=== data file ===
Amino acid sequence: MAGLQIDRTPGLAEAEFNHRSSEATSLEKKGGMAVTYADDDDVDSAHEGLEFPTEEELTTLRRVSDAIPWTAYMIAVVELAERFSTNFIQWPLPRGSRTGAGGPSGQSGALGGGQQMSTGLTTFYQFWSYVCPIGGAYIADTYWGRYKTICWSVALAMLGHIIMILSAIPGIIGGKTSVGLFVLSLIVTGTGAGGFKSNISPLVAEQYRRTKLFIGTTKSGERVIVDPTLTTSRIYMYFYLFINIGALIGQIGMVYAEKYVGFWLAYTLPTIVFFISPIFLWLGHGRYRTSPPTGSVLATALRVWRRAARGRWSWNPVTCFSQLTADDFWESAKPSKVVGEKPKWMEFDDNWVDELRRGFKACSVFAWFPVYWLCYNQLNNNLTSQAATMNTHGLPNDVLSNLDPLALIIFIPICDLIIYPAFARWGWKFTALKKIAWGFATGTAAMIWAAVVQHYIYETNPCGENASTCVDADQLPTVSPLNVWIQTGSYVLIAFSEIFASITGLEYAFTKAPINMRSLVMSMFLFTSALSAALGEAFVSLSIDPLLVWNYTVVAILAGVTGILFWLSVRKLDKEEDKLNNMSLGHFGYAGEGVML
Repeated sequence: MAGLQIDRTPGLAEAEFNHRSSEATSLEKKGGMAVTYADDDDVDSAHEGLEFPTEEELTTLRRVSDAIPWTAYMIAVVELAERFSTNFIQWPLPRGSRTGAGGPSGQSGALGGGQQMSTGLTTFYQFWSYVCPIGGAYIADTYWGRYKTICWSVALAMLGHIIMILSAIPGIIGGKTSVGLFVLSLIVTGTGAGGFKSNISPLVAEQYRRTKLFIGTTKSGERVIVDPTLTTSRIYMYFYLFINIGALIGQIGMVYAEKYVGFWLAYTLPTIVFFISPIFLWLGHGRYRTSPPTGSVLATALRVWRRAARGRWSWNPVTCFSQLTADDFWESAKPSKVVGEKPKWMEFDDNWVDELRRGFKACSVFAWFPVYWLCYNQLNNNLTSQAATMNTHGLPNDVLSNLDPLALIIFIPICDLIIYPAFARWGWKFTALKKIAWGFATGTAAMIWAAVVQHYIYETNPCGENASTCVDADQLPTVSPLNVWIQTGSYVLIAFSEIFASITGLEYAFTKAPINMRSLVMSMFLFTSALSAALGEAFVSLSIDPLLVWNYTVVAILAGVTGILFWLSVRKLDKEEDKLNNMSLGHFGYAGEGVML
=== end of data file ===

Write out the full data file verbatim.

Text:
Amino acid sequence: MAGLQIDRTPGLAEAEFNHRSSEATSLEKKGGMAVTYADDDDVDSAHEGLEFPTEEELTTLRRVSDAIPWTAYMIAVVELAERFSTNFIQWPLPRGSRTGAGGPSGQSGALGGGQQMSTGLTTFYQFWSYVCPIGGAYIADTYWGRYKTICWSVALAMLGHIIMILSAIPGIIGGKTSVGLFVLSLIVTGTGAGGFKSNISPLVAEQYRRTKLFIGTTKSGERVIVDPTLTTSRIYMYFYLFINIGALIGQIGMVYAEKYVGFWLAYTLPTIVFFISPIFLWLGHGRYRTSPPTGSVLATALRVWRRAARGRWSWNPVTCFSQLTADDFWESAKPSKVVGEKPKWMEFDDNWVDELRRGFKACSVFAWFPVYWLCYNQLNNNLTSQAATMNTHGLPNDVLSNLDPLALIIFIPICDLIIYPAFARWGWKFTALKKIAWGFATGTAAMIWAAVVQHYIYETNPCGENASTCVDADQLPTVSPLNVWIQTGSYVLIAFSEIFASITGLEYAFTKAPINMRSLVMSMFLFTSALSAALGEAFVSLSIDPLLVWNYTVVAILAGVTGILFWLSVRKLDKEEDKLNNMSLGHFGYAGEGVML
Repeated sequence: MAGLQIDRTPGLAEAEFNHRSSEATSLEKKGGMAVTYADDDDVDSAHEGLEFPTEEELTTLRRVSDAIPWTAYMIAVVELAERFSTNFIQWPLPRGSRTGAGGPSGQSGALGGGQQMSTGLTTFYQFWSYVCPIGGAYIADTYWGRYKTICWSVALAMLGHIIMILSAIPGIIGGKTSVGLFVLSLIVTGTGAGGFKSNISPLVAEQYRRTKLFIGTTKSGERVIVDPTLTTSRIYMYFYLFINIGALIGQIGMVYAEKYVGFWLAYTLPTIVFFISPIFLWLGHGRYRTSPPTGSVLATALRVWRRAARGRWSWNPVTCFSQLTADDFWESAKPSKVVGEKPKWMEFDDNWVDELRRGFKACSVFAWFPVYWLCYNQLNNNLTSQAATMNTHGLPNDVLSNLDPLALIIFIPICDLIIYPAFARWGWKFTALKKIAWGFATGTAAMIWAAVVQHYIYETNPCGENASTCVDADQLPTVSPLNVWIQTGSYVLIAFSEIFASITGLEYAFTKAPINMRSLVMSMFLFTSALSAALGEAFVSLSIDPLLVWNYTVVAILAGVTGILFWLSVRKLDKEEDKLNNMSLGHFGYAGEGVML